Looks like the latte vs mocha debate is pretty split when it comes to Europe. How about one more continent?

The Most Popular Coffee Drinks In Africa

 It’s not common to hear about coffee consumption trends in African countries. There’s a reason for that.

Ethiopia is widely acknowledged as the origin of the coffee bean as we know it. Uganda, Kenya, and Rwanda are some of today’s best producers. Cafe consumption, however, is not as common as it is in the West due to the vast majority of beans being exported. There simply aren’t enough beans left to create a bustling cafe culture, resulting in much of the leftover coffee being consumed at home. When cups of coffee are made, further preferences make themselves known.

You might’ve heard about Finnish people drinking coffee with cheese or Brazilians mixing espresso shots with pure sugar. The Perfect Daily Grind explores the unique approach to coffee in Uganda, up to and including their preference for tea-like coffee over the more robust flavors Westerners enjoy. African coffee consumption, from what I’m seeing, is set to create some very interesting trends in the future. Now’s a great time to get caught up on what today’s leading producers are doing.

Want to make your latte or mocha taste better? I got some advice for you to get started.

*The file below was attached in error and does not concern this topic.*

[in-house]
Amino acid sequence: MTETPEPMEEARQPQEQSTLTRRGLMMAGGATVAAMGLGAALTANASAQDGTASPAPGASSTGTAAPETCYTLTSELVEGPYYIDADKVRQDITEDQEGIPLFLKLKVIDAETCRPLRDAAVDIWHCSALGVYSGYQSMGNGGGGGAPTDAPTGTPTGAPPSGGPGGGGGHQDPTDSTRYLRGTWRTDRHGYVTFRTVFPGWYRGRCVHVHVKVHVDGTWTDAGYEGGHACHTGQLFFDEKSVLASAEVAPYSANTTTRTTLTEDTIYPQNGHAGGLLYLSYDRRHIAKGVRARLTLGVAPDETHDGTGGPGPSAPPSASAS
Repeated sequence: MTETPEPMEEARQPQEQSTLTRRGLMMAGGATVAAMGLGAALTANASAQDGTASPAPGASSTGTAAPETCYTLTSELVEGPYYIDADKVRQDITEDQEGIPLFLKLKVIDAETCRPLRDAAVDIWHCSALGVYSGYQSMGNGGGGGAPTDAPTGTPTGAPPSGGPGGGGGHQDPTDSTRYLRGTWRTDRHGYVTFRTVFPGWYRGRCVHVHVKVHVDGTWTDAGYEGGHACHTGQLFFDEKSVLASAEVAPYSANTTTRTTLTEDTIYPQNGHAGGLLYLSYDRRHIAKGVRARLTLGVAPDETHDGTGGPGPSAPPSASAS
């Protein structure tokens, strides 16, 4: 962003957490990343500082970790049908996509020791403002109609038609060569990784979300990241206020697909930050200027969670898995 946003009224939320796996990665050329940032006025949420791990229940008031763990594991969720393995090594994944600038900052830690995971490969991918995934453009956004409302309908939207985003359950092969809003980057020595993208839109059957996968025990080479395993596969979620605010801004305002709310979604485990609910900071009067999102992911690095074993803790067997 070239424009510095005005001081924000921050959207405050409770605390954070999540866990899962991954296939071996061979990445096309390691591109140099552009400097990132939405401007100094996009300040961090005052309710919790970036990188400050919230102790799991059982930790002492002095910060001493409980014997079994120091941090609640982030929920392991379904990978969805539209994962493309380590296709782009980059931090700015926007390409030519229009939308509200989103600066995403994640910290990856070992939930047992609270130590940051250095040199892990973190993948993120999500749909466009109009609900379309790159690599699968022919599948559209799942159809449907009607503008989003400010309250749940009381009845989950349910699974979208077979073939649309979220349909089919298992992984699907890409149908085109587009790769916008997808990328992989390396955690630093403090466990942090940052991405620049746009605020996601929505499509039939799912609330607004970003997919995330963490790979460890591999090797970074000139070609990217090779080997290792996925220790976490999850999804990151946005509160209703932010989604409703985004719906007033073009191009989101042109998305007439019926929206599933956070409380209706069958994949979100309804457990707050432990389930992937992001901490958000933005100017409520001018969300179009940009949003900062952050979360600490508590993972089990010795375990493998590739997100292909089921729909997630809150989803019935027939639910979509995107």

Tips For Making A Great Latte Or Mocha

A skilled barista may look like they’re just dumping ingredients together, but that’s far from the case! …Mostly!

The latte and mocha are similar enough to the point where if you master one, you’ve already got the other in the bag. The mocha’s extra ingredient, though, can make it a little tricky. If you want to avoid that annoying clump of chocolate at the end of the drink, mix it into your espresso shots first. This was called ‘scraping the bottom’ back in my day. Add the milk and foam last to blend it all into the drink.

Delicious drinks should be as fresh as possible. That means pouring in your espresso shots as soon as they’re done. The longer they sit, the more they’ll lose their color and start to go stale. This means you’ll have to get used to timing your actions one after the other, which will come easier with practice. Make sure your set-up is ready to go before you even grind the coffee (that’ll save you some last-minute scrambling).

High-quality coffee beans obviously go a long way in the taste of your drink (and yes, you can still taste their unique flavors even with milk and sugar). Check out your local roasteries and give them a try.

Final Thoughts

The latte vs mocha are two things that are even better together.

As sure as the sun rises, I’ll be in the mood for one or the other. If I’m feeling like watching my calorie count, the latte takes precedence. When I don’t care one bit and want to indulge, the mocha is high on my list.

If you know someone who wants to learn more about the latte vs mocha, link them to this article. In the meantime: do you prefer the latte or the mocha?